There were two highlights for Monday. First, Mark locked himself out of the hunt club while taking some of his gear to the car. He apparently asked the neighbor next door for help. When the neighbor heard he was at the hunt club he said something along the line of "those guys have been treaspassing on my property for the last 20 years so there's no way I'm going to help you". Mark finally found a utility worker with ladders on his truck. He put a ladder up to the upstairs bathroom window which was open with a screen on it and Mark was able to get back in the house. The second highlight was carrying on the tradition of part of the group getting lost for part of the trip. I wasn't on the trip 2 years ago but Jim Arnold said a group of them got lost thanks to Dennis Covert. Last year, my expert navigation skills got half the group lost on the way to dinner at TGI Fridays. This year, with my vehicles navigation system, I got lost going back to the hunt club with Lou patiently following us as I managed to drive about 20-25 miles out of the way.


One of Bob Muehlenkamp's

One of Jim Arnold's

Tuesday morning, Jason, Mark, Mike, and Tim were heading home a day early because of work schedules, etc. I know Jason stopped at Yellow Creek on the way home arriving around 9:30AM and was the only car in the lot. The stream was off color and he thought it might end up being a bust. He went to the first pool (I think Molly Gordon) and fish were rising in the eddy on the far side of the stream. Many flies later -- nary a fish. Meanwhile a guy showed up at the bottom of the pool fishing with a woolly bugger. He landed two 20" plus fish. Thus, Jason switched to a big bugger and managed to catch a 12" brown. He moved up stream and caught 3 more browns on an elk hair caddis. Around 2PM, he started to see more sulphurs, drakes, and caddis coming off. Around 3PM, the sulphurs were coming off in force. He went to the head of the pool where the trail ends (I believe this is Red Bank). No one else was on the stream, and the same fly he was using on the Little J. to no avail was the ticket on Yellow Creek. While he missed several fish, he managed to bring 12 to the net. The hatch ended around 6:30PM and he decided to leave on a positive note rather than staying to see if the green drakes would come off. The remaining 8 went back to Spring Creek. Jim A. and Jim C. went to an access a few miles down stream from Paradise. After several hours without much luck, they returned to Paradise around 5PM. Just as they were getting ready to hike up stream, two fishermen returned to the parking lot saying they had just fished the best sulphur hatch ever from 1PM until 4:30PM when it ended! Regardless, Jim A. and Jim C. still managed to catch some fish. Robert and Jim K. went to Millsburg where Robert didn't do as well as the previous days but still caught several fish. Jim K. had his best day without spewing numbers but did mention losing an 18" brown that took off in the fast current down stream and leaped out of the water throwing the hook. Bob, Dick, Lou, and I fished the Bellefonte section that Robert and Jim K. had fished the previous day. While we all caught fish, there was only a moderate hatch of sulphurs producing some rising fish from about 4:30 until 6:30. We all quit earlier than the previous days and thus were able to get dinner at Brothers Pizzeria without being rushed due to their 10PM closing time. As we were leaving the restaurant, I offered to lead the way back to the hunt club but nobody wanted to follow me for some reason.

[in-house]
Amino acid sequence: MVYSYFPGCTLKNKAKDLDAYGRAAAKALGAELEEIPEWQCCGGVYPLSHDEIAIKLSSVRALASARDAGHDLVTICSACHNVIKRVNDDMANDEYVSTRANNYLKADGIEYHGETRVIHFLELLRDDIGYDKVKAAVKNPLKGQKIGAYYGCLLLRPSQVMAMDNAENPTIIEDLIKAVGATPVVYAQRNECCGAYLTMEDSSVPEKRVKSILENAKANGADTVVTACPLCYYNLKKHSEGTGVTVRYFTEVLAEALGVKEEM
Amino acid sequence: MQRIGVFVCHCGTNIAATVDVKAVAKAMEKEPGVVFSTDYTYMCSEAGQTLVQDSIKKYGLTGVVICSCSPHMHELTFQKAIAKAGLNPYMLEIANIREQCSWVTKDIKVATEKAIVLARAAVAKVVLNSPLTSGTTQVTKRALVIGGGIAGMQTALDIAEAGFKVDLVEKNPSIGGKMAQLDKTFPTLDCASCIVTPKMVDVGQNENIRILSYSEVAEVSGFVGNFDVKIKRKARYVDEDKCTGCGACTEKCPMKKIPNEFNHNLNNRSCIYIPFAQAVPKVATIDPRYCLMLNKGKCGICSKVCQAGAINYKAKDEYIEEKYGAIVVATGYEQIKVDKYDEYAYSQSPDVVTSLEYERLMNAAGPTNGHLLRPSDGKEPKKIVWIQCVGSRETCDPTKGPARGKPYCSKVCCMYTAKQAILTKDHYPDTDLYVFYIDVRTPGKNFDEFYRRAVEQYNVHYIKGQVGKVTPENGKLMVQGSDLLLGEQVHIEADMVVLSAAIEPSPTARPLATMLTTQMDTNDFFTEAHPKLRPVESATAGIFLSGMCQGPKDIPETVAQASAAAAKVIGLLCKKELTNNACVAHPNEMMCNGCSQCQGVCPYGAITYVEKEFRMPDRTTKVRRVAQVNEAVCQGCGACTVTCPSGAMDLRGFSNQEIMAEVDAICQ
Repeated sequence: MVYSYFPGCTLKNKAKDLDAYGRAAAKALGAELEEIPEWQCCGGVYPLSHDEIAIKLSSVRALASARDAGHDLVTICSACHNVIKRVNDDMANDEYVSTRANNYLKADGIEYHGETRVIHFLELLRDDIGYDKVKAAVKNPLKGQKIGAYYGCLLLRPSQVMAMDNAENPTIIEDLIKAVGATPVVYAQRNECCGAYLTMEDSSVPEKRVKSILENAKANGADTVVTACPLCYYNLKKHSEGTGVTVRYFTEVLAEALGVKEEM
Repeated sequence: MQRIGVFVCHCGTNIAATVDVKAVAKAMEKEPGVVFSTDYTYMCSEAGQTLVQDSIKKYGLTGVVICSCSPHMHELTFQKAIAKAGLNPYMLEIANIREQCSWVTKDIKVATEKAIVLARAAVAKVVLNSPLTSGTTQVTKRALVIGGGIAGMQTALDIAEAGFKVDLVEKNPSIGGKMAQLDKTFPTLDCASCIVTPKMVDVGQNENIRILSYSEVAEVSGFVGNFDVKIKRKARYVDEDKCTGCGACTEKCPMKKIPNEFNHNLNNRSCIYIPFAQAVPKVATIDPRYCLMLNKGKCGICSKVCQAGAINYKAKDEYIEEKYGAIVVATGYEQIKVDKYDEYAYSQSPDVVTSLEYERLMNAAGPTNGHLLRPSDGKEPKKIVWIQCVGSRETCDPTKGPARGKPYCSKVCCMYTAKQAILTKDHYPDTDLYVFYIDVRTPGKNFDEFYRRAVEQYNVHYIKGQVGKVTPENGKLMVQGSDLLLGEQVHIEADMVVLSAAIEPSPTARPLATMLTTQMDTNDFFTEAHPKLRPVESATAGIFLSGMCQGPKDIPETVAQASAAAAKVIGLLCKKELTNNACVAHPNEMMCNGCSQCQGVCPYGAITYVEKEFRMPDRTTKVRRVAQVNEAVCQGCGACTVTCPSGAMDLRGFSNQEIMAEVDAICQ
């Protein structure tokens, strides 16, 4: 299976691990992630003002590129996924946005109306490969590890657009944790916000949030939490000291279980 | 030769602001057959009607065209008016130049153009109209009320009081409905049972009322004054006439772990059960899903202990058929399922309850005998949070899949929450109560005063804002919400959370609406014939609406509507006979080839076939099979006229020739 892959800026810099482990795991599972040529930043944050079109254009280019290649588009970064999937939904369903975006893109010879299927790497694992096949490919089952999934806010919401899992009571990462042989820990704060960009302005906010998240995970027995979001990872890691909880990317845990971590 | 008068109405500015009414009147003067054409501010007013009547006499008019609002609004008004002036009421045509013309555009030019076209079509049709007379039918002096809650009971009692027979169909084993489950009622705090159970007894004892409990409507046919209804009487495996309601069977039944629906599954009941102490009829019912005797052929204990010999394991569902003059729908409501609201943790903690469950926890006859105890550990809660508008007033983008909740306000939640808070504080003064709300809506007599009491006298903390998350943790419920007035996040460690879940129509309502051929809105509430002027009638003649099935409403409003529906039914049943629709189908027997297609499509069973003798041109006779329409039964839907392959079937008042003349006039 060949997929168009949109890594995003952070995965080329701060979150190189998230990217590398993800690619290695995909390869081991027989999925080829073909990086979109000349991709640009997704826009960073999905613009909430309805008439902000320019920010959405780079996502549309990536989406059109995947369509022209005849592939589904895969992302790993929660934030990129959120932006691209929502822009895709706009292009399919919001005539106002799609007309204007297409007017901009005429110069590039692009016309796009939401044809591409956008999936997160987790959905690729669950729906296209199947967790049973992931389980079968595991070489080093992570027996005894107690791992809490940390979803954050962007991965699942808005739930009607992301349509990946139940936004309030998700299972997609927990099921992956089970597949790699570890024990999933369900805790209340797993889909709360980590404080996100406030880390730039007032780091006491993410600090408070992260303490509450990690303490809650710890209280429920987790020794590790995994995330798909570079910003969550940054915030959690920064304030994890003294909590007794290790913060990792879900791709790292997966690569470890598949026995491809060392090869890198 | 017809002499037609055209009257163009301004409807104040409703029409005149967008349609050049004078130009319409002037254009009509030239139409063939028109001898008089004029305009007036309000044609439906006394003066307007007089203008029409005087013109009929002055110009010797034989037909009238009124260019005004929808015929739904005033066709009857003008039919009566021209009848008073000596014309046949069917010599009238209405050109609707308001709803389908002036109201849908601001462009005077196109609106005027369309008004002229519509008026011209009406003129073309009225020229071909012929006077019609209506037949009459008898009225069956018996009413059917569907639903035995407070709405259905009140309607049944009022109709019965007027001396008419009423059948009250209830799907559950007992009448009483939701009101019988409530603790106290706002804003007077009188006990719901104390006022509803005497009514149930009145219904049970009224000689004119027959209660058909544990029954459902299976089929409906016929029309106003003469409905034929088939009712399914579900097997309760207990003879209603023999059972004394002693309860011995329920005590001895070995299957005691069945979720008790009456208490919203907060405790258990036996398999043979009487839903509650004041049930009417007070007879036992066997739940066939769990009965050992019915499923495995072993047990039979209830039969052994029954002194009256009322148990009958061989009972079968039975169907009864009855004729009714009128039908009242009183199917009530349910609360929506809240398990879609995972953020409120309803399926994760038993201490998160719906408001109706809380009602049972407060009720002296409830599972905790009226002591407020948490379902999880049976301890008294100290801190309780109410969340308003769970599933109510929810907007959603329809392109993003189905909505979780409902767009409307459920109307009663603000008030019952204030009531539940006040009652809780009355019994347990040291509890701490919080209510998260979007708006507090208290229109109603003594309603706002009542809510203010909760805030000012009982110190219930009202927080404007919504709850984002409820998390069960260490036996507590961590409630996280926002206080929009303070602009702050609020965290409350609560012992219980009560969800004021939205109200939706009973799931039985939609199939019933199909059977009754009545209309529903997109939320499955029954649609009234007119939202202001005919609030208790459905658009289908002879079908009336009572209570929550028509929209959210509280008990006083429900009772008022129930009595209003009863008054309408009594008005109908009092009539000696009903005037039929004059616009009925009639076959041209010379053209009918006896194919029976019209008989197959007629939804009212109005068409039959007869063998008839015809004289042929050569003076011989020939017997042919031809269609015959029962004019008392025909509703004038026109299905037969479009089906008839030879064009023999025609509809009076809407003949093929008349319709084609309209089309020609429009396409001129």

The highlight of this day was observing Bob retrieve a fly that was snagged on a rock in very strong water that was more than waist deep. This guy has super balance and wading powers but I thought for sure we were going to be fishing him out down stream when he was hanging on to a tree branch with the current pulling his lower body down stream. He managed to retrieve his fly and only get a little water in his waders before climbing out. After the fact, I wished I had captured a video clip or pictures of this incident.


The Lone Fisher at Clarks Creek

Wednesday morning, Bob and Lou headed back home early. After the rest of us did our cleaning chores we went our separate ways. Bob stopped at the Gunpowder on the way home and caught a bunch of small fish on #16 caddis and #16 BWO. I think Jim K. stopped at the Yellow Breeches on the way home but I didn't hear how he did. Dick and I briefly stopped at the Children and Handicap section of Clarks Creek where we observed a lone fisher. We decided not to continue to the Fly Fishing Only section, instead opting for a couple of hours on the Gunpowder at Bunker Hill Rd. where I caught 2 small browns on a sulphur emerger. There were not many bugs hatching or fish rising during the 2 hours we were there.

We had a great time again this year and everybody caught fish. While the cooler weather affected the hatch, the 12 of us still managed to net well over 100 fish while hooking and losing many others. Many of the fish brought to net were smaller than previous years. No spinner fall was observed during the evenings we were on the stream. Thanks again to Jim Keil for letting us stay at his hunt club.

Ken Bowyer


Jason, Lou, Robert, Dick, & Bob

Jim Arnold and Jim Crowell

Lou Reichel, Dick Friis, & Bob Muehlenkamp

Mark Silinsky

Jim Keil

Bob sorting through his flies

Another of Lou's

Lou, Jim K., Jim A. & Robert

Mother and Ducklings

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This document last modified 05/24/10